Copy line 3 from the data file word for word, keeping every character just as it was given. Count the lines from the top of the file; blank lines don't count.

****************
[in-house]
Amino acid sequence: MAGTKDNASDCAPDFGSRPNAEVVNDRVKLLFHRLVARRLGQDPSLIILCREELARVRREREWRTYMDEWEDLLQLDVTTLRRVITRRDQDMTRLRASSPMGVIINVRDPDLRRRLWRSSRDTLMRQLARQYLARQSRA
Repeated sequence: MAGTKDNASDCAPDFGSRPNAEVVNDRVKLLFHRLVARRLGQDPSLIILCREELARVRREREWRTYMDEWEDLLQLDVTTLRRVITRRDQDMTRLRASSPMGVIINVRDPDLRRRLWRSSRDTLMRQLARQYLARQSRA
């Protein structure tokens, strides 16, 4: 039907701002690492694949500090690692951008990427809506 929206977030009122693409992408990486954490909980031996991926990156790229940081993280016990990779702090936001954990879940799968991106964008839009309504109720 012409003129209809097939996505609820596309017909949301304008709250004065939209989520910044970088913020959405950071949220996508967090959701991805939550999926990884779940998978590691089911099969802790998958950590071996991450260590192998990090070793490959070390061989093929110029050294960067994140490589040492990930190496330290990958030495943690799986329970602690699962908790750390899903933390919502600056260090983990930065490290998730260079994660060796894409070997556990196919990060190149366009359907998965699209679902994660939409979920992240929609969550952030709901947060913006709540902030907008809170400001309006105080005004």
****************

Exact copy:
Repeated sequence: MAGTKDNASDCAPDFGSRPNAEVVNDRVKLLFHRLVARRLGQDPSLIILCREELARVRREREWRTYMDEWEDLLQLDVTTLRRVITRRDQDMTRLRASSPMGVIINVRDPDLRRRLWRSSRDTLMRQLARQYLARQSRA